What’s in a doll? Patches of hope with faith sewn in, as ANIKA VENTURA finds in Manikako.
Creativity is the only thing you have when everything has been taken away from you,” says Joey David-Tiempo, one of the founders of Manikako.
Manikako (pronounced ma-nee-ka-ko), which Joey started with artists Hannah Liongoren and Gabie Osorio shares hope by holding free doll-making workshops for children who are victims of abuse, calamity or poverty.
“Manikako,” when translated from Tagalog, means manika (doll) and ko (my), or “my doll.” The group’s philosophy is simple: inspire creativity in those who are feeling hopeless.
During its free doll-making workshops, Manikako works by certain codes: dolls must be made by hand; dolls must use only recycled cloth; and doll-makers must give their dolls to someone else.
“Creation empowers a person,” says Joey. “When you create you feel (like), ‘Ah, I still have it in me.’ So we hold these workshops in depressed areas so that people will realize that they can do something about their situation.”
Kids are reminded of their potential when they create by hand, she says. Using recycled cloth encourages them to create something out of (almost) nothing. When a child makes a doll for someone else, a sense of selflessness is developed. Sometimes, during workshops, Joey laments, children eat only half of their meal, setting aside the other half for their families at home who could use the treat.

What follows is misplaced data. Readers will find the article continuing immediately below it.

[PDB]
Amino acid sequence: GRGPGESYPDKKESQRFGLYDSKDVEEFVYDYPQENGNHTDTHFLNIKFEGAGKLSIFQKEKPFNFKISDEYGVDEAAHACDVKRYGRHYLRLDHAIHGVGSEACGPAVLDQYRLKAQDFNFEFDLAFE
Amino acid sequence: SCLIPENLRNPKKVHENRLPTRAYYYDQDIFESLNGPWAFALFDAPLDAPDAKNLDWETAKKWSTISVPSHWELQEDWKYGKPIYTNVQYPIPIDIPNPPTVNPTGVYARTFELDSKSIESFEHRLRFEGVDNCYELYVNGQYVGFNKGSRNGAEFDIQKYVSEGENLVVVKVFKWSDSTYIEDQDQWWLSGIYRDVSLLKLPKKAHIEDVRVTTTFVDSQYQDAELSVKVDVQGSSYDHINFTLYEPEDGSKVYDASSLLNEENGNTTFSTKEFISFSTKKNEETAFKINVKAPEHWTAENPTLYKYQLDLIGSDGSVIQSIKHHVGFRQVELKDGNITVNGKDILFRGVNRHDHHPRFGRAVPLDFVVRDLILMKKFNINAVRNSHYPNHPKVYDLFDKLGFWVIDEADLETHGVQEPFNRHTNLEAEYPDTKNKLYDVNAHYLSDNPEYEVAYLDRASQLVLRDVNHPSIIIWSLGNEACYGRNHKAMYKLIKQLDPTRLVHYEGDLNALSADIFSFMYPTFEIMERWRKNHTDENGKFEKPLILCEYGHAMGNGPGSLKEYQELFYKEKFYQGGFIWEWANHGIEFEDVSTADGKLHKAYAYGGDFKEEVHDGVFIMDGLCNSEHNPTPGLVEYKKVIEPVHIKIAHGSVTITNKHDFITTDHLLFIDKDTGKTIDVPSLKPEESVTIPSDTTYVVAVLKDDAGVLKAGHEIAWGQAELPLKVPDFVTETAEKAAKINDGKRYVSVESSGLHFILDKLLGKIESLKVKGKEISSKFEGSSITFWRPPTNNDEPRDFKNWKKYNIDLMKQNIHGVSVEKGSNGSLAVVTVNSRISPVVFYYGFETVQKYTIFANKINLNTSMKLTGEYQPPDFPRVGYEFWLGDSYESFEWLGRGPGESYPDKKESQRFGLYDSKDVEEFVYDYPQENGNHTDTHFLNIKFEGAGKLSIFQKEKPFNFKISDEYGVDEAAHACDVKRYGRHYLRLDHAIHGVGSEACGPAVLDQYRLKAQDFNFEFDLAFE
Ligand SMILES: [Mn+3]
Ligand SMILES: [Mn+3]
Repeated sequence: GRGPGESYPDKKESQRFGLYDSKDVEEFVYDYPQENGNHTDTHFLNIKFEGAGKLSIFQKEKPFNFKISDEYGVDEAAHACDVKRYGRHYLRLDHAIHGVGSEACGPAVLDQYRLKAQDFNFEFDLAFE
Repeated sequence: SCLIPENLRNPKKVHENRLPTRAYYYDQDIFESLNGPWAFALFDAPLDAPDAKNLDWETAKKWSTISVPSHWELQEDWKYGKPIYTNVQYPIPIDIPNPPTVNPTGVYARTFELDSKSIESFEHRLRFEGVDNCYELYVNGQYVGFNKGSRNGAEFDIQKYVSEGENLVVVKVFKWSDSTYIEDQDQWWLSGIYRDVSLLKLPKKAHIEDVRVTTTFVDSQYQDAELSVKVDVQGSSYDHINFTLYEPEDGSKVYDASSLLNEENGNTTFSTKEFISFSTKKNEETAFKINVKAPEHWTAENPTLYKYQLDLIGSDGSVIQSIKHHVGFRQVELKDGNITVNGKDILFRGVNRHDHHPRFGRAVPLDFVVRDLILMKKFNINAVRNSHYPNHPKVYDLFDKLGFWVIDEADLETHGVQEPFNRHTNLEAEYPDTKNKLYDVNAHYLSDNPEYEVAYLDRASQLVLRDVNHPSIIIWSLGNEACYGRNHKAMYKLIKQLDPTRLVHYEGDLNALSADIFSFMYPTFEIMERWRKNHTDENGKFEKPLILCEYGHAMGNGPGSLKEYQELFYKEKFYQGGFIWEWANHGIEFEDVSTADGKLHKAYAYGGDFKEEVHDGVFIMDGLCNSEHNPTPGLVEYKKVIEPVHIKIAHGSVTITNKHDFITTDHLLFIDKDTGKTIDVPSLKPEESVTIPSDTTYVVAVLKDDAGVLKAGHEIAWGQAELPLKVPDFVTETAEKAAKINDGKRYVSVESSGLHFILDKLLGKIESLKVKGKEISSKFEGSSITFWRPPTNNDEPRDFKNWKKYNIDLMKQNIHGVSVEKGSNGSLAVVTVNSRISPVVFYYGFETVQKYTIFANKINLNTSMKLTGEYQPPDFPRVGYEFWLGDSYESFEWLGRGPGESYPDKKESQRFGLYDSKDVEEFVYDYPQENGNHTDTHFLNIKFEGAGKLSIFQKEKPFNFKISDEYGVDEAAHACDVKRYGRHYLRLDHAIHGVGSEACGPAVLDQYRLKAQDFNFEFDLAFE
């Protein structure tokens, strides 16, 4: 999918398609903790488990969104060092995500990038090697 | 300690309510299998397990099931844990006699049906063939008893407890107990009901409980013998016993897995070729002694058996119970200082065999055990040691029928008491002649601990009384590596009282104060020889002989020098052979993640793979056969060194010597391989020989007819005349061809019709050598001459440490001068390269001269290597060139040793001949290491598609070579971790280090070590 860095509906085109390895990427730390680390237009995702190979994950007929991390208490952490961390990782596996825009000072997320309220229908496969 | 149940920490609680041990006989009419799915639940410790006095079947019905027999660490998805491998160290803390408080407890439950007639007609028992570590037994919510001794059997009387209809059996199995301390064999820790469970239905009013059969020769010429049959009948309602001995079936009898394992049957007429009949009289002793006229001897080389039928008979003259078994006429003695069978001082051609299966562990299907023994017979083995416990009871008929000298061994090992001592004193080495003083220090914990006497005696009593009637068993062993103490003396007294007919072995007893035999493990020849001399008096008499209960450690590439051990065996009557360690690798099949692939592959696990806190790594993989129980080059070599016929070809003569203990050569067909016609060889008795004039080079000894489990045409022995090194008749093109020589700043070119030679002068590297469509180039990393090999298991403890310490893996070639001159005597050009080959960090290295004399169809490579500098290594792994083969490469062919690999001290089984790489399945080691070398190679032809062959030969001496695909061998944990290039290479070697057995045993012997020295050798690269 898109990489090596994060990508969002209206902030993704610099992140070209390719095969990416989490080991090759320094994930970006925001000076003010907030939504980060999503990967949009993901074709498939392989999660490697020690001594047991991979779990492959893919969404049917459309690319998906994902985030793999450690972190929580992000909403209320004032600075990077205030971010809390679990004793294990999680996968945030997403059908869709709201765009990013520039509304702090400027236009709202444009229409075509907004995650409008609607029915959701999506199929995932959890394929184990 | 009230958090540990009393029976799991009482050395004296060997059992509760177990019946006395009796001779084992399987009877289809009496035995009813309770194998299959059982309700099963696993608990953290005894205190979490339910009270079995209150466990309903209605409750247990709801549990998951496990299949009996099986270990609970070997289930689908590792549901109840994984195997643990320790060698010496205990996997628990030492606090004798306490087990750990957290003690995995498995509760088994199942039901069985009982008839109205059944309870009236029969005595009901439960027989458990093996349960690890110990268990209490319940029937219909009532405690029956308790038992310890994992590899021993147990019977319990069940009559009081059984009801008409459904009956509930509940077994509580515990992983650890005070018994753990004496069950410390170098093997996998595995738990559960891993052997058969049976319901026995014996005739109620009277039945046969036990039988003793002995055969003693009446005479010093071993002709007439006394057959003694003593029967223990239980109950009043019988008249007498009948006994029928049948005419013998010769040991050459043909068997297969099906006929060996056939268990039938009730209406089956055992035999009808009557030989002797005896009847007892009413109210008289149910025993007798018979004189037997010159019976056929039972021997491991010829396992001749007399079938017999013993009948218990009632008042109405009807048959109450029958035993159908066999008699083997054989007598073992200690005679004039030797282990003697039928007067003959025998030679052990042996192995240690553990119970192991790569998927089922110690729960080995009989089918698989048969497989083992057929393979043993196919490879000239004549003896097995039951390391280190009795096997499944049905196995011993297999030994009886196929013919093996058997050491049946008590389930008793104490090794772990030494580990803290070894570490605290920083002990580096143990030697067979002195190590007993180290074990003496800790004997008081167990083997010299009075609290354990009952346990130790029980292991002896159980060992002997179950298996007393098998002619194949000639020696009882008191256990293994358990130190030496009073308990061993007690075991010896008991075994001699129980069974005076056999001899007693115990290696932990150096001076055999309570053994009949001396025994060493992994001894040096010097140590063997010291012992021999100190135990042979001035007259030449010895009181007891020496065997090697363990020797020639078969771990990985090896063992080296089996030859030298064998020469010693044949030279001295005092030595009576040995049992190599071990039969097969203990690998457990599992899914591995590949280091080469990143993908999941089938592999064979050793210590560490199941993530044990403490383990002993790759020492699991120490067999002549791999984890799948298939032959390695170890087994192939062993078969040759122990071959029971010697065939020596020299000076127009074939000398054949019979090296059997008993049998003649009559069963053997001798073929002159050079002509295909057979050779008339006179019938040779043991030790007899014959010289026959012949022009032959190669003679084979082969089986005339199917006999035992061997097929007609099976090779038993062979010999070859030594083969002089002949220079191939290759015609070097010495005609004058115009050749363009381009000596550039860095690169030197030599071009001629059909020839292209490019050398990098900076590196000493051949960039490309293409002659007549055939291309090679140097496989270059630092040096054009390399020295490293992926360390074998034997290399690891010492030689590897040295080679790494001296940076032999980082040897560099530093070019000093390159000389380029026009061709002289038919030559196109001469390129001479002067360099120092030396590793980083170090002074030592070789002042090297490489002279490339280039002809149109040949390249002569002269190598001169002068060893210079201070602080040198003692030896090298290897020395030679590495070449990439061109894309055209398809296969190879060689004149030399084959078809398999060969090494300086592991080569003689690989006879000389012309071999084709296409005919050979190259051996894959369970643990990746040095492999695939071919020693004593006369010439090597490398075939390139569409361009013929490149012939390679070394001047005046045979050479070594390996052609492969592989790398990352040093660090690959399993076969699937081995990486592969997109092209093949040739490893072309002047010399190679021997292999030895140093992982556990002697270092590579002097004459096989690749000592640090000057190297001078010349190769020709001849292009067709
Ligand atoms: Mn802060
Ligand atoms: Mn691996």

Thankfully, Manikako’s efforts have received significant support through the years. Some corporations donate truckloads of cloth to be made into dolls, while some event organizers give Manikako a booth where the dolls can be displayed and sold. During events, the girls behind Manikako can guide you in making your own doll, or for an additional fee, make one for you.
Right now, the group can use some help in selling the dolls (10 percent of sales revenues fund the free workshops). To date, 15 free workshops have been conducted in 10 communities. Repeat workshops take place in urban poor areas like Payatas in Quezon City and Kasiglahan village in Rizal. Occasionally, Manikako outsources the production of plushies to a group of women from Pasig City who had just lost their jobs, to give them livelihood. Now, those women have expanded to making uniforms for other clients.
Despite the challenges and tight schedules, Joey dreams of holding regular doll-making workshops and finding a permanent venue for Manikako. This is where the group hopes to be a bridge between the rich and the poor, by bringing kids from different backgrounds together and letting them learn from each other.
“We want to teach them things like (how) they can make their own toys. They don’t have to buy new ones. We can all create—there’s no rich or poor. In creativity, we are all equal,” Joey says.
Manikako pendants (Php75) and customized Manikako dolls (PhP350) are also for sale at Liongoren Gallery in Cubao, Quezon City. You may also order them online at firstname.lastname@example.org or www.facebook.com/manikako.